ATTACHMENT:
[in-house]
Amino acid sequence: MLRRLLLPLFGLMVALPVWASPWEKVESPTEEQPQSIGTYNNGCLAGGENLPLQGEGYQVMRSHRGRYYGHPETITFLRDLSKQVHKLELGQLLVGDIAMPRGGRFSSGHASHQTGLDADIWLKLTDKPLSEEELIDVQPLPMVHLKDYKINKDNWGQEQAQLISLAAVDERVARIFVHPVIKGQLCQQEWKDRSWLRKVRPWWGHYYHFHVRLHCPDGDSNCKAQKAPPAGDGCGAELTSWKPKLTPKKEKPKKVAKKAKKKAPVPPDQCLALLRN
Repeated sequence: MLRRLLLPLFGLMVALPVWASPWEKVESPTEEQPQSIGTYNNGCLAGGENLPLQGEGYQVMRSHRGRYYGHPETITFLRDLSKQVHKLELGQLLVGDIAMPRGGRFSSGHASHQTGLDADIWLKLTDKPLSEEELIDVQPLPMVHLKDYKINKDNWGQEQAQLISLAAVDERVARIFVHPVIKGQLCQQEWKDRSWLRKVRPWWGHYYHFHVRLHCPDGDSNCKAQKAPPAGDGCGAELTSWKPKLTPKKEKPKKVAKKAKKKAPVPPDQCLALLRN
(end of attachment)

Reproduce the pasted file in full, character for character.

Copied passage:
[in-house]
Amino acid sequence: MLRRLLLPLFGLMVALPVWASPWEKVESPTEEQPQSIGTYNNGCLAGGENLPLQGEGYQVMRSHRGRYYGHPETITFLRDLSKQVHKLELGQLLVGDIAMPRGGRFSSGHASHQTGLDADIWLKLTDKPLSEEELIDVQPLPMVHLKDYKINKDNWGQEQAQLISLAAVDERVARIFVHPVIKGQLCQQEWKDRSWLRKVRPWWGHYYHFHVRLHCPDGDSNCKAQKAPPAGDGCGAELTSWKPKLTPKKEKPKKVAKKAKKKAPVPPDQCLALLRN
Repeated sequence: MLRRLLLPLFGLMVALPVWASPWEKVESPTEEQPQSIGTYNNGCLAGGENLPLQGEGYQVMRSHRGRYYGHPETITFLRDLSKQVHKLELGQLLVGDIAMPRGGRFSSGHASHQTGLDADIWLKLTDKPLSEEELIDVQPLPMVHLKDYKINKDNWGQEQAQLISLAAVDERVARIFVHPVIKGQLCQQEWKDRSWLRKVRPWWGHYYHFHVRLHCPDGDSNCKAQKAPPAGDGCGAELTSWKPKLTPKKEKPKKVAKKAKKKAPVPPDQCLALLRN